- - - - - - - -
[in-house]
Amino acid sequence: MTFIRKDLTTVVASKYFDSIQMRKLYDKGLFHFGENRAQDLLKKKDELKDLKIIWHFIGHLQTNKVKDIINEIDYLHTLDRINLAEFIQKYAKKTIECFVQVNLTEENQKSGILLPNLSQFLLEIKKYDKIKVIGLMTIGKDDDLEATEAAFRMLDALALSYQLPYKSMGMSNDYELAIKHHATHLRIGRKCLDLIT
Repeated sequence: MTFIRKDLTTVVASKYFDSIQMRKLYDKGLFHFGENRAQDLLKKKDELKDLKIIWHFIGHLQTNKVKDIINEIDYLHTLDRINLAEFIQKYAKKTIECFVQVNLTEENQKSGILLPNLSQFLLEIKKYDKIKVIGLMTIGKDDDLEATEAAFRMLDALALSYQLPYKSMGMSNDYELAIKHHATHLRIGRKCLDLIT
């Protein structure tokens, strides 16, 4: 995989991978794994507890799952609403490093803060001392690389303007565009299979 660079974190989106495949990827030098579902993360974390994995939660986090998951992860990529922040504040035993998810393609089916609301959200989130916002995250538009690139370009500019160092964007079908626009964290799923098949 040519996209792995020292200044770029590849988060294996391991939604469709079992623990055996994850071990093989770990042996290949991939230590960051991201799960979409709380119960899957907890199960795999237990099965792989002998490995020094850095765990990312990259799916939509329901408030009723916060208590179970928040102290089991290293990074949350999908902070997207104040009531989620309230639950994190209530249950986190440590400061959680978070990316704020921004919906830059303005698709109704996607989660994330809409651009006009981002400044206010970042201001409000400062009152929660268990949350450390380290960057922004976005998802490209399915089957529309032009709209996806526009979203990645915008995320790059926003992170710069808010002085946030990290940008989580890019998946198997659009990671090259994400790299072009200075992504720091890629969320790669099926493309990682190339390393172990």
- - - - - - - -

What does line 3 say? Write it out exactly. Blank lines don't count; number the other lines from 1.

Repeated sequence: MTFIRKDLTTVVASKYFDSIQMRKLYDKGLFHFGENRAQDLLKKKDELKDLKIIWHFIGHLQTNKVKDIINEIDYLHTLDRINLAEFIQKYAKKTIECFVQVNLTEENQKSGILLPNLSQFLLEIKKYDKIKVIGLMTIGKDDDLEATEAAFRMLDALALSYQLPYKSMGMSNDYELAIKHHATHLRIGRKCLDLIT